Europe must be realistic about life after Bush
By François Heisbourg; Published: February 6 2008 18:30 | Last updated: February 6 2008 18:30
Such expectations will inevitably be dashed. If they continue to be entertained, the post-Bush honeymoon will be quickly followed by mutual recrimination and disappointment across the Atlantic.
First, there is uncertainty over the presidential election. Europeans tend to assume the next president will be a Democrat. Although Republicans are still far from snatching victory from the jaws of defeat, they are in the process of selecting a candidate who could just possibly win, aided by the bout of fratricide in the Democratic contest.
Unlike most of his colleagues on Capitol Hill, Senator John McCain has a real interest in and knowledge of international affairs. However, he has scant patience with fractious behaviour from America’s allies. His brand of unilateralism would be less messianic than that of Mr Bush but his relationship with the Europeans would be, at best, in the “tough love” category, as witnessed by his statements in the yearly Munich International Security Conference, which he has regularly attended.
However, the still probable victory of a Democrat would not automatically usher in a return to a golden age of European-American relations. The calamities of the Bush era have made us forget how fraught the relationship was during most of the Clinton presidency. Nato was in deep trouble during the years in which the US chose to stay out of the wars of Yugoslav succession. Franco-British attempts at enhanced European defence co-operation were met with fierce disapproval by the Clinton administration. Most importantly, the US and the world have changed since the 1990s. Post-9/11, the US will not allow its security posture to be constrained by multilateral commitments, whether to the United Nations or to Nato. Simultaneously, with the rise of Asia and turmoil in the Middle East, the transatlantic relationship has ceased to be pivotal for the US: the mission will determine the coalition, militarily, strategically and politically.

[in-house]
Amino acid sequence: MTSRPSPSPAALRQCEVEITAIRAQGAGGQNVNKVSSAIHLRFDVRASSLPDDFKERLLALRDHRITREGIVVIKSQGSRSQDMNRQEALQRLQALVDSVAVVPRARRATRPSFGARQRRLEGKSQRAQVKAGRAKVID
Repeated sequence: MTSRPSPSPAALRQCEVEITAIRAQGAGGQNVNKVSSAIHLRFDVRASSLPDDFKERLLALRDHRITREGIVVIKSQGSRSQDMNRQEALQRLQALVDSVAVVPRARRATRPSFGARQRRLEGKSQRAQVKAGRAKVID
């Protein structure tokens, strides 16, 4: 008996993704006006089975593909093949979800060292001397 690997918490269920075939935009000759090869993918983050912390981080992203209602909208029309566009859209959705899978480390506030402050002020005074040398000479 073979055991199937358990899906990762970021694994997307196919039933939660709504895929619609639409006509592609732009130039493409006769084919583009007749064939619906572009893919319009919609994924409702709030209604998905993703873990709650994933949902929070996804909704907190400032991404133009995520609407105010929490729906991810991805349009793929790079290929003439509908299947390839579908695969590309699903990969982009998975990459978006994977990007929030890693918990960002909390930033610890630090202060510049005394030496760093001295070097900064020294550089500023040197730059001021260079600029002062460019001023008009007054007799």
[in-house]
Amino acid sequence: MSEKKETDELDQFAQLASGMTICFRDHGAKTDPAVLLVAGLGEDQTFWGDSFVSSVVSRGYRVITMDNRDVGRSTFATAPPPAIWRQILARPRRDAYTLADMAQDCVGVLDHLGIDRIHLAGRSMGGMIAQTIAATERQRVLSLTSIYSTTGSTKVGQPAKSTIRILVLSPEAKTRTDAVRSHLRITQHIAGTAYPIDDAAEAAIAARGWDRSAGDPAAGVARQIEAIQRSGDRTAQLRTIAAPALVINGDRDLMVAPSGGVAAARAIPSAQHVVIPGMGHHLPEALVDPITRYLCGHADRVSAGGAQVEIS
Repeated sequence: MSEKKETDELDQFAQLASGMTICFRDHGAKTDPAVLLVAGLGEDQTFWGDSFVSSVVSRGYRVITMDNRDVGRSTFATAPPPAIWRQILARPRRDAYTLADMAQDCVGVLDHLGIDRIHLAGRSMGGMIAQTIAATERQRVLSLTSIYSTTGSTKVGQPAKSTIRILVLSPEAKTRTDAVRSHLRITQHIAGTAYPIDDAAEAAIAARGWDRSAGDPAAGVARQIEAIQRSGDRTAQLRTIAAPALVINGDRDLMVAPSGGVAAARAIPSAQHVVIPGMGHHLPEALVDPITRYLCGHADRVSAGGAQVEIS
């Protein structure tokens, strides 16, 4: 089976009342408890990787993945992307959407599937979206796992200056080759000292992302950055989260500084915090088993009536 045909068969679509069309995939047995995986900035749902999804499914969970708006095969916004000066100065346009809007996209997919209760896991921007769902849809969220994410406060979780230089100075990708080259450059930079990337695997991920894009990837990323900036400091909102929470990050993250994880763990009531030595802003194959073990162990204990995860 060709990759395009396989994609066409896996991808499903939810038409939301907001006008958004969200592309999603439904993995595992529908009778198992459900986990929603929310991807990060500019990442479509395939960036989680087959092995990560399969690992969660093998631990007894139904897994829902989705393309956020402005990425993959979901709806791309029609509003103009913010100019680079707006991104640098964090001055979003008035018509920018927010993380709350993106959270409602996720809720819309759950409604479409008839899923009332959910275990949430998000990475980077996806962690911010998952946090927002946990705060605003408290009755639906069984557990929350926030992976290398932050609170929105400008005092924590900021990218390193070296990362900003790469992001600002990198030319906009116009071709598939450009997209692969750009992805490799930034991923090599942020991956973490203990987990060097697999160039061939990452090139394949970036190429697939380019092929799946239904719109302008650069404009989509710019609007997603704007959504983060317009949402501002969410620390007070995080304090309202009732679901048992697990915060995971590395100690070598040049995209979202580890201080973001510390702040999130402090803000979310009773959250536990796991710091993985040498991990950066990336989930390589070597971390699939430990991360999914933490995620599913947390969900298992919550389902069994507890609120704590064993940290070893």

There is one factor that has not changed in US foreign policy: democracy promotion. This takes on a more humane and multilateral face in the comments of Democratic policy advisers than seen in the heyday of neo-conservatism. Nevertheless, combined with post-9/11 priorities, such neo-Wilsonian militancy will tend to divide rather than unite the Atlantic partners. All the more so since the Democrats – and many Republicans – hold the view that what was at fault in the transatlantic relationship was the Bush administration’s incompetence. Therefore, once it is gone, Europeans will be expected to fall into line with the policies of a vastly more competent and attentive new administration. This is the American mirror image of Europe’s expectations. It is the simultaneous dashing of these hopes that may well lead to a rapid deterioration of transatlantic relations. The trouble would be compounded if the tensions in the global economy led to trade wars.
At this early stage, such a crisis is not inevitable. The habit of dialogue between Europe and the US makes it possible to agree on what to expect from each other in the run-up to January 20 2009. The one big thing that still distinguishes the European-American relationship from all others is this ability to communicate and think together, despite (and possibly because of) numerous disagreements in the past. The various actors in the transatlantic debate – think-tanks, the media, governments – should start this process now. A mature and stable transatlantic partnership is possible – but not on the basis of unreasonable hopes of a second honeymoon.
The writer, special adviser at the Fondation pour la Recherche Stratégique, Paris, also chairs the International Institute for Strategic Studies and the Geneva Centre for Security Policy
Copyright The Financial Times Limited 2008